Congratulations to all our U10, U12 & U14 players for a great game this Saturday, the first one in over one year!
It’s fair to say everyone had a blast, and it was great to kick-off the season with our partner-club, Liberty. Liberty has been amazing over the past few years, supporting our growth and allowing our players to join them when we didn’t have enough numbers to form a full team.
Our first game is also the opportunity to explain our game-day traditions:
Lending players to the opposing team
Some of you inquired why some of our players joined the opposing team – well, this is part of Rugby culture! When a team can’t field enough players, the opposing team lends them players, because having a great game is what is most important.
On Saturday, several U12 players joined Liberty since they were short in numbers, taking turns at each half so that our lent players could also play with the Panthers.
For the U14 game, Liberty reciprocated as the Panthers were short in numbers. When players play for the opposite team, they are truly part of the team and welcomed as such. It’s an honor and not a burden to play for the other team, and Liberty lent us their best player in the last period of the game.
This great tradition creates friendships beyond the club, with players from all teams connecting into a tightly knit community.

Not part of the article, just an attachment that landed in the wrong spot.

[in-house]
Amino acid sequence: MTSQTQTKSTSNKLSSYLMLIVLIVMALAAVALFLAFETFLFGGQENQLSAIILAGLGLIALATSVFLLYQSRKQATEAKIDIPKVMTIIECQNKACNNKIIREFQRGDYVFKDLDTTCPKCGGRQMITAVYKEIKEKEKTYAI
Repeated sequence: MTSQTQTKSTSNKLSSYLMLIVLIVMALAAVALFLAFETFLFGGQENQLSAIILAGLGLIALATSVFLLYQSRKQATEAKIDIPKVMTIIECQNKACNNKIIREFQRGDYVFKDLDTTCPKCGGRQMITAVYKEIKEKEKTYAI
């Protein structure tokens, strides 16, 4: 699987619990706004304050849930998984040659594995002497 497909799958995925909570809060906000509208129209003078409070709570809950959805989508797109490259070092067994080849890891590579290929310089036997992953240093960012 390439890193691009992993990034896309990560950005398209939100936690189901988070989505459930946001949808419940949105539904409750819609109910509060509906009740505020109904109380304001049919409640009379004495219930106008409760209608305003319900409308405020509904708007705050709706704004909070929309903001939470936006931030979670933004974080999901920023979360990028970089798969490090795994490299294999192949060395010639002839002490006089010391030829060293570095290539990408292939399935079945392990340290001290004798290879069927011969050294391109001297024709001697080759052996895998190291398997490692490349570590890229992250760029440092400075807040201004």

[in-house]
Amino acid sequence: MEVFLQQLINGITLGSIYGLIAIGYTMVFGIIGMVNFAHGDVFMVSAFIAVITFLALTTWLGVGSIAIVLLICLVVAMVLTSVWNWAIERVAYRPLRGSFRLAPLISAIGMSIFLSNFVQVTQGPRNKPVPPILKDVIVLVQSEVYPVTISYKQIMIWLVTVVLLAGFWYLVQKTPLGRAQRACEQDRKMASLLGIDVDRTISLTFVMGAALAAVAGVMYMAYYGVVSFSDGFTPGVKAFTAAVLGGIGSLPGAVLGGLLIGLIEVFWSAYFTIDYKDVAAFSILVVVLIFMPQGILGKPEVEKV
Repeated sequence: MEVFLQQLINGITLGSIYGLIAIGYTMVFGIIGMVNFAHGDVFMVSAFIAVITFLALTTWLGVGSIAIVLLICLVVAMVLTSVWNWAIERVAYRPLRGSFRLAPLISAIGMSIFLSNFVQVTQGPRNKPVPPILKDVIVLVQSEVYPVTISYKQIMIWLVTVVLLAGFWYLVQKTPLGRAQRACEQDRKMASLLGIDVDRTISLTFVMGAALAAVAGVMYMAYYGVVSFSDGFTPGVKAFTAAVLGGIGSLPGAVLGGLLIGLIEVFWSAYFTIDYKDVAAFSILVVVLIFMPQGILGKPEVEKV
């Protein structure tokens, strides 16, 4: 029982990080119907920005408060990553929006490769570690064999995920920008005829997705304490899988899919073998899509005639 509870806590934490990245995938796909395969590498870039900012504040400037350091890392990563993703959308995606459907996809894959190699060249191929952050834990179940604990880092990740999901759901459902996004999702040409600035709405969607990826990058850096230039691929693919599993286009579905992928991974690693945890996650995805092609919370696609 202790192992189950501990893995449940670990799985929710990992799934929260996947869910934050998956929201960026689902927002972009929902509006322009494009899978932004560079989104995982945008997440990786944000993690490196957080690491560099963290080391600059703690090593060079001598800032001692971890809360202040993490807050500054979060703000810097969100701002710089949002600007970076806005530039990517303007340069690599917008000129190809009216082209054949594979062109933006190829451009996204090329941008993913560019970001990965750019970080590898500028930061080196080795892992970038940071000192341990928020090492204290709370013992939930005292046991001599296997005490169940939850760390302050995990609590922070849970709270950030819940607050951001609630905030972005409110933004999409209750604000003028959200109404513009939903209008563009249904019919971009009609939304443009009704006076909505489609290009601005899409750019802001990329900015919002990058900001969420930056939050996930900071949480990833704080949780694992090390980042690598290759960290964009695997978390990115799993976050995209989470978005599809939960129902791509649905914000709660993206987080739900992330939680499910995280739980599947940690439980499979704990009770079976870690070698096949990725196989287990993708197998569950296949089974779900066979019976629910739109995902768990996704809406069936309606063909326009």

Cheering the other team and the referee
Also as part of our Rugby culture, at the end of each game, we cheer the opposing team and cheer the ref. This is a mark of respect and a way to thank our guests for playing against us, and thanking the ref for officiating. Every player then shakes hands with every player from the other team.
At every game, we share a meal with the other team (we did this observing social distancing of course). The home team is the host and prepares the meal, and waits until the guest team is served before getting served. This social time is key to building camaraderie within the team and with the other teams.
Electing the Player of the Match
Usually during the feed, both teams elect the Player of the Match from the other team. Captains say a few words, usually thanking the other team for a great game of Rugby, and announce the player of the match they elected in the other team. The Player of Match usually gets a small gift to celebrate his nomination.
There is much more to Rugby culture, such as the Haka, jokes about fly halves hairstyles and countless Rugby songs, so if you’re new to Rugby, look them up or feel free to ask coaches about them!